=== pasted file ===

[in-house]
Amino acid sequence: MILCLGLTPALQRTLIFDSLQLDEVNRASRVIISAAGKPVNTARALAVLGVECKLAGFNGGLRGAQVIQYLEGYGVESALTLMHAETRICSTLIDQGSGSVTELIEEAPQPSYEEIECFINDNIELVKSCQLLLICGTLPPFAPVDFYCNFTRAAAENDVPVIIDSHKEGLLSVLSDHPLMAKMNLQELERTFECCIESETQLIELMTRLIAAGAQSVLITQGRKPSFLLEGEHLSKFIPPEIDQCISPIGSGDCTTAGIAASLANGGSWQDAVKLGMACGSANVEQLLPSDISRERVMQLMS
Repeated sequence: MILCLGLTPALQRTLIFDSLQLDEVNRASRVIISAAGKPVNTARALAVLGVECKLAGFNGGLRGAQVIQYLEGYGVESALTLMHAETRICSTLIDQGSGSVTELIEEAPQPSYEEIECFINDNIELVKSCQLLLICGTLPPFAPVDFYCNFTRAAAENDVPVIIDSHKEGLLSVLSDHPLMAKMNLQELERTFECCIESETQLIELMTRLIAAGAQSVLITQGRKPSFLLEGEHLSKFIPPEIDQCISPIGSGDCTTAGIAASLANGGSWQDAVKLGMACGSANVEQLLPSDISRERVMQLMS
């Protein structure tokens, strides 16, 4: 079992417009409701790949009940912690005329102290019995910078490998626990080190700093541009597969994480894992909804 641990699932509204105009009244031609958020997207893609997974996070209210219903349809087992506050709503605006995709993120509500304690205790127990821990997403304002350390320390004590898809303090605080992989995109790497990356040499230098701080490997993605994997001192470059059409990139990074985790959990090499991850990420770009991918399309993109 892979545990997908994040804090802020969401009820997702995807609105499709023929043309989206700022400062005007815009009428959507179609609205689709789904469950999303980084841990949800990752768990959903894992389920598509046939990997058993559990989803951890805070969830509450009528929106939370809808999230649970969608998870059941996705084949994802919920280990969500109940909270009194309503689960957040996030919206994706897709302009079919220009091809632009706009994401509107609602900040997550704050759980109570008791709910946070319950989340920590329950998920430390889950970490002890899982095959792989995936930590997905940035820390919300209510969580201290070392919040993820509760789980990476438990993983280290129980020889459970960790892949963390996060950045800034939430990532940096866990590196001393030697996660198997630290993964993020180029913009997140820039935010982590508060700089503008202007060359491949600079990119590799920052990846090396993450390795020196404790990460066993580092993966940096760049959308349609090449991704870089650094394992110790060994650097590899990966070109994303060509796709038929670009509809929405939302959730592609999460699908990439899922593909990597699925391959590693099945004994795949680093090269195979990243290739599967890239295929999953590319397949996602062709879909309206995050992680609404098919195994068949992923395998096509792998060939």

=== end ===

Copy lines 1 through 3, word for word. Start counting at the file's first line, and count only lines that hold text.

[in-house]
Amino acid sequence: MILCLGLTPALQRTLIFDSLQLDEVNRASRVIISAAGKPVNTARALAVLGVECKLAGFNGGLRGAQVIQYLEGYGVESALTLMHAETRICSTLIDQGSGSVTELIEEAPQPSYEEIECFINDNIELVKSCQLLLICGTLPPFAPVDFYCNFTRAAAENDVPVIIDSHKEGLLSVLSDHPLMAKMNLQELERTFECCIESETQLIELMTRLIAAGAQSVLITQGRKPSFLLEGEHLSKFIPPEIDQCISPIGSGDCTTAGIAASLANGGSWQDAVKLGMACGSANVEQLLPSDISRERVMQLMS
Repeated sequence: MILCLGLTPALQRTLIFDSLQLDEVNRASRVIISAAGKPVNTARALAVLGVECKLAGFNGGLRGAQVIQYLEGYGVESALTLMHAETRICSTLIDQGSGSVTELIEEAPQPSYEEIECFINDNIELVKSCQLLLICGTLPPFAPVDFYCNFTRAAAENDVPVIIDSHKEGLLSVLSDHPLMAKMNLQELERTFECCIESETQLIELMTRLIAAGAQSVLITQGRKPSFLLEGEHLSKFIPPEIDQCISPIGSGDCTTAGIAASLANGGSWQDAVKLGMACGSANVEQLLPSDISRERVMQLMS